The Tax Practitioners Board has a discretion to decide the process and procedures for its investigation.
Importantly, unlike a court, the Tax Practitioners Board is not bound by the rules of evidence.
During an investigation, the Tax Practitioners Board can compel witnesses to appear before the Board and give evidence. The Board may also require production of documents or other items and assist with an investigation.
The Board’s enquiries and investigation processes are carried out in a fair and reasonable manner. The Board ensures that procedural fairness is afforded, and the relevant parties are given a reasonable opportunity to be heard before a decision is made by the Board.
A complaint usually triggers an investigation by the Tax Practitioners Board
The Tax Practitioners Board may receive a complaint about the conduct of a registered tax agent, BAS agent or tax (financial) adviser from an existing client of the tax practitioner, a former client or the Australian Taxation Office (ATO). The complaint may then lead to a formal investigation by the Board.
Once a complaint has been received, the Board will make enquiries and gather preliminary information to determine how to proceed with the complaint. If those preliminary enquiries indicate that a formal investigation is needed, the Board will issue a written notice to the tax practitioner to inform them that they are under investigation.
Even though most investigations are triggered by a complaint, the Board does not need to receive a complaint or make preliminary enquiries before it starts an investigation.
Timeframe for an investigation by the Tax Practitioners Board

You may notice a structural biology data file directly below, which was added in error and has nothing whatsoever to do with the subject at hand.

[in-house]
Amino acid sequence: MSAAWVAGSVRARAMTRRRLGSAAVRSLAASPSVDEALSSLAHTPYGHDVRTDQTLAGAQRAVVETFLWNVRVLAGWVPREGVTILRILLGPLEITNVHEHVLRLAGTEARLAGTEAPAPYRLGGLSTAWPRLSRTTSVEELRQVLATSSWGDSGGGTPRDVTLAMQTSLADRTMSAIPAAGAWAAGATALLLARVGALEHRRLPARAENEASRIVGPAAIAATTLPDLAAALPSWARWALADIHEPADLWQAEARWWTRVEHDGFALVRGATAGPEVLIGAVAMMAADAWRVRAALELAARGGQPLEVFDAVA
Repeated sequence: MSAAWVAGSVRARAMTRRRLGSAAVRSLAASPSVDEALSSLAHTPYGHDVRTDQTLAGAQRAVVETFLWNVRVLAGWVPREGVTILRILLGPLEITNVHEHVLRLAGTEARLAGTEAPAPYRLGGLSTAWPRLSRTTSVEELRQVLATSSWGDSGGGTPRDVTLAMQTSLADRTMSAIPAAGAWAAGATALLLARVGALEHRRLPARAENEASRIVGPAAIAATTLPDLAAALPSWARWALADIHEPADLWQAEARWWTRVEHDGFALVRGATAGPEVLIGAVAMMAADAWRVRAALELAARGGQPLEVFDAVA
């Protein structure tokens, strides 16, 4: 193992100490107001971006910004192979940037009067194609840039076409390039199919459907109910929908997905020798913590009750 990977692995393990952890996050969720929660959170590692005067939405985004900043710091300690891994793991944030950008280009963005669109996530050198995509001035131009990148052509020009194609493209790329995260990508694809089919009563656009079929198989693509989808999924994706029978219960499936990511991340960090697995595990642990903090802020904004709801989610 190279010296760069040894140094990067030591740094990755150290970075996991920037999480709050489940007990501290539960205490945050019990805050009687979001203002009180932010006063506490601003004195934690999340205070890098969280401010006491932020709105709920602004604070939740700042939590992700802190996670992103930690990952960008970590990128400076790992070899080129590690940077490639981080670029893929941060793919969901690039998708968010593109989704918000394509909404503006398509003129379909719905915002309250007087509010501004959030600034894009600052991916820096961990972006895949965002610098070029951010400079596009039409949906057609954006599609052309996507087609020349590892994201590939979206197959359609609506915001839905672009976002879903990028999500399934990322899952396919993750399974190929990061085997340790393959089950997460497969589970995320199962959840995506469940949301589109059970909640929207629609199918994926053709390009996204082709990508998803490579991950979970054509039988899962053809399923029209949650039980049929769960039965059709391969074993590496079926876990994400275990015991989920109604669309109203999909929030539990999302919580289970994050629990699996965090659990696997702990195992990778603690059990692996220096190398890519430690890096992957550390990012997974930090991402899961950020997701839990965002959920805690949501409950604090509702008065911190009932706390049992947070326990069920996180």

The Tax Practitioners Board must make a decision about the outcome of an investigation within six months after the investigation commences. However, if there are delays for reasons beyond the Board’s control, the investigation period can be extended.
Outcome of an investigation by the Tax Practitioners Board
Once the Tax Practitioners Board’s investigation has been completed, the Board will decide whether or not a breach of the Tax Agent Services Act 2009 has occurred. If so, the Board will then decide whether to take civil or disciplinary action against the registered tax agent, BAS agent or tax (financial) adviser.
For example, some possible outcomes from an investigation by the Board are as follows:
- making a decision that no further action will be taken against the registered tax agent, BAS agent or tax (financial) adviser
- imposing one or more of the available sanctions such as a written caution, an order, suspension or termination of the registration of the registered tax agent, BAS agent or tax (financial) adviser
- applying to the Federal Court of Australia for an order for payment of a penalty, an injunction against the tax practitioner or both
Within 30 days of the completion of the investigation, the Tax Practitioners Board must notify the affected persons of its decision and provide reasons for the decision.
The Board is also required to notify the following people of its decision:
- any complainant who had lodged the complaint against the registered tax agent, BAS agent or tax (financial) adviser
- any recognised professional association that the registered tax practitioner under investigation is a member of
- in some circumstances, the ATO and Commissioner of Taxation
Legal advice from professional tax lawyers for investigation by the Tax Practitioners Board
This content of this article is offered as general information only and should not be relied on as specific legal advice.
To get legal advice from King Lawyers on your specific circumstances, please contact us to arrange an initial consultation with our experienced tax lawyers.